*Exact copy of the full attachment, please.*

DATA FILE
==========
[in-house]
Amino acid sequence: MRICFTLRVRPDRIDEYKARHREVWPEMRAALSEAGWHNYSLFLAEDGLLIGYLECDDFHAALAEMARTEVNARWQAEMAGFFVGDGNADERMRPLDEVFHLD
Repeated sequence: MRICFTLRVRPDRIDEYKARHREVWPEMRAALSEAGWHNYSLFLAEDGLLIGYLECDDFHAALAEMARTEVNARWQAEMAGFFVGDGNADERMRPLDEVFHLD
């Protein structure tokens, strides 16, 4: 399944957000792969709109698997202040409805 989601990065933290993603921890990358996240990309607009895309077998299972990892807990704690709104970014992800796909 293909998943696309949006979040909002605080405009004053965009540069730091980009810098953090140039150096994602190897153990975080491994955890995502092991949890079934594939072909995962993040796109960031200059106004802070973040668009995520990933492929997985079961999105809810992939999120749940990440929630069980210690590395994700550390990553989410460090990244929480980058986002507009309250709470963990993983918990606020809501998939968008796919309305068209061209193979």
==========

[in-house]
Amino acid sequence: MRICFTLRVRPDRIDEYKARHREVWPEMRAALSEAGWHNYSLFLAEDGLLIGYLECDDFHAALAEMARTEVNARWQAEMAGFFVGDGNADERMRPLDEVFHLD
Repeated sequence: MRICFTLRVRPDRIDEYKARHREVWPEMRAALSEAGWHNYSLFLAEDGLLIGYLECDDFHAALAEMARTEVNARWQAEMAGFFVGDGNADERMRPLDEVFHLD
């Protein structure tokens, strides 16, 4: 399944957000792969709109698997202040409805 989601990065933290993603921890990358996240990309607009895309077998299972990892807990704690709104970014992800796909 293909998943696309949006979040909002605080405009004053965009540069730091980009810098953090140039150096994602190897153990975080491994955890995502092991949890079934594939072909995962993040796109960031200059106004802070973040668009995520990933492929997985079961999105809810992939999120749940990440929630069980210690590395994700550390990553989410460090990244929480980058986002507009309250709470963990993983918990606020809501998939968008796919309305068209061209193979």